Analysis Of Globalization In Brick Lane

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The Fuel of Cultural Variation “French fries” are typically classified as an American food, even though the name itself clearly has some sort of underlying cultural convergence. That being said, one of our world’s most interesting phenomenon are not the similarities that bring people together, but rather the meshing of cultural differences that ignite cultural change, also referred to as cultural globalization. Cultural globalization is all around us, and literally occurring every second around the world. People are being introduced to new ideas, new languages, and cultural aspects every single day. Although, cultural globalization receives reactions of all sorts, not always black and white, but rather a sort of ambiguity. According to, “Globalization…show more content…
There is something to be said about learning a concept through reading compared to learning from experience because through one’s experiences, the concept is fully grasped and understood. This novel is multi-dimensional as we view the initial endogenous culture of Nazneen who was raised in rural Bangladesh, and can just barely read and write. Nazneen was always taught to accept her fate and not going against it and it is resembled by the quote, “What could not be changed must be borne. And since nothing could be changed, everything had to be borne. This principle ruled her life,” (Ali 4). Nazneen is accepting of her fate because this is what she was raised to believe, and when she is sent to London for an arranged marriage to Chanu, she must accept this as reality as well. Her husband Chanu, an educated man in his forties is constantly boasting his higher education, and the fact that he will receive a promotion from his job with the city council. Although Chanu is an educated man, he never receives the promotion, and this is because he constantly feels that he deserves better, and is never content with what he has. Chanu’s privileged mindset is a sort of character flaw because even though he is educated and should move up in society, he never really acts upon this to make the necessary…show more content…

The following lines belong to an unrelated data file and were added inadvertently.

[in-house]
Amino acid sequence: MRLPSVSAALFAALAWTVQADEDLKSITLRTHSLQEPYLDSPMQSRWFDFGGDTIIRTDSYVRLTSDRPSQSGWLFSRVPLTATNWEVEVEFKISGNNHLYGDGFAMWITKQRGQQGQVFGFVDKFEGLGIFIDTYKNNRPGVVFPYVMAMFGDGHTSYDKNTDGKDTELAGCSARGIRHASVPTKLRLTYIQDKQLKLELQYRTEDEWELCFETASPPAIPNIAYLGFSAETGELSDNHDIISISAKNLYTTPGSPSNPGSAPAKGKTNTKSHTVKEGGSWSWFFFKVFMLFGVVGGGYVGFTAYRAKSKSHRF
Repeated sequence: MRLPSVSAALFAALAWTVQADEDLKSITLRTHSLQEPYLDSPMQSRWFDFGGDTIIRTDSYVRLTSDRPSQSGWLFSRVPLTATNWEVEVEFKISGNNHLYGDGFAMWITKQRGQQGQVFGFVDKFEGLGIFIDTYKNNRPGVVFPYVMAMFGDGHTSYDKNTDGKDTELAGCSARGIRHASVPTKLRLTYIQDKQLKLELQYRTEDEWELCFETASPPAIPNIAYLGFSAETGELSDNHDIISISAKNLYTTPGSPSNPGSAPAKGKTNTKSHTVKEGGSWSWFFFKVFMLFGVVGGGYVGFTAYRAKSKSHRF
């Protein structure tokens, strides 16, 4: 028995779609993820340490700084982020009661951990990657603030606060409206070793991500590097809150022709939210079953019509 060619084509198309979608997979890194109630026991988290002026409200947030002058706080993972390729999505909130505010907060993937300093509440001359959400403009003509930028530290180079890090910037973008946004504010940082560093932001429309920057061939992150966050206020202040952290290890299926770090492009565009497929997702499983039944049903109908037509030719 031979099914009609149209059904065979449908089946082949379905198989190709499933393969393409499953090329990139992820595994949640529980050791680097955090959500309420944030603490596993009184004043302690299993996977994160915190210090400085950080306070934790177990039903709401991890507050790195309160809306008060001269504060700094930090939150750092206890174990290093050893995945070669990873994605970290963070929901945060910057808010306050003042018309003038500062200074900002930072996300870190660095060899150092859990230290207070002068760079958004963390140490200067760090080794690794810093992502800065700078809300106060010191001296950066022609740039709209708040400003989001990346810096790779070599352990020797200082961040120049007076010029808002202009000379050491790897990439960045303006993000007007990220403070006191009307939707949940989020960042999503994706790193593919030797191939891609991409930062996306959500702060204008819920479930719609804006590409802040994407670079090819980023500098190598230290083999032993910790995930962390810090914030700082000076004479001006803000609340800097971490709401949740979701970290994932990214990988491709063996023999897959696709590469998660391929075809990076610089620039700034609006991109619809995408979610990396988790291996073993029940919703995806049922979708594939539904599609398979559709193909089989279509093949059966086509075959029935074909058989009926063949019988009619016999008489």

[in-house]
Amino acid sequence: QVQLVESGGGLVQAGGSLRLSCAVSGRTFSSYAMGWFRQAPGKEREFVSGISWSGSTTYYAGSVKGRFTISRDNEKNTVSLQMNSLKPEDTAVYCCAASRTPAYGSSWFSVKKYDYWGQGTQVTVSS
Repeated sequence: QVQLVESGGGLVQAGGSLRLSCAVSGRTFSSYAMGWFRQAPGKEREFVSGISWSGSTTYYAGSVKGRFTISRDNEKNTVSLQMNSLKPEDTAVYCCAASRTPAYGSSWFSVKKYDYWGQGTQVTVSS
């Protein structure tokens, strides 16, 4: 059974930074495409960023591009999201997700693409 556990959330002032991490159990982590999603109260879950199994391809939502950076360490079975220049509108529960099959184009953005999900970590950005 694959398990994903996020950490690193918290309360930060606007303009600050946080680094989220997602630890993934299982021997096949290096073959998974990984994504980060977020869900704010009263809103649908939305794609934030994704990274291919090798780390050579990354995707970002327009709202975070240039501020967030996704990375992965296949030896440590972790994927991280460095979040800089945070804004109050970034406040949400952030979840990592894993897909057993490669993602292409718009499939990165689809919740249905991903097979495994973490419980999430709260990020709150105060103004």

Hybridization is exhibited when Mrs. Azad says, “Listen, when I’m in Bangladesh I put on a sari and cover my head and all that. But here I go out to work. I work with white girls and I’m just one of them. If I want to come home and eat curry, that’s my business. Some women spend ten, twenty years here and they sit in the kitchen grinding spices all day and learn only two words of English,” (Ali 89). Mrs. Azad is a woman of Bangladesh descent, yet she is now living in a Western culture and has a willingness to adapt. On the surface it appears as if Mrs. Azad was completely westernized from life in London, but deep down one can see that she is still holding onto her Bangladeshi roots. In addition, Mrs. Azad is portraying hybridization through the clothes she wears in London, to the food she eats, and even the language because she has learned the English language. The neighborhood of Brick Lane is hybridization in itself, since it is a small ethnic mélange neighborhood in the major city of London. In addition, the idea of hybridization is criticized, and an example of this is when Mrs. Islam says, “But if you mix with all these people, even if they are good people, you have to give up your culture to accept theirs. That’s how it is,” (Ali 16). This exemplifies the fact that even though people mix with other cultures, they
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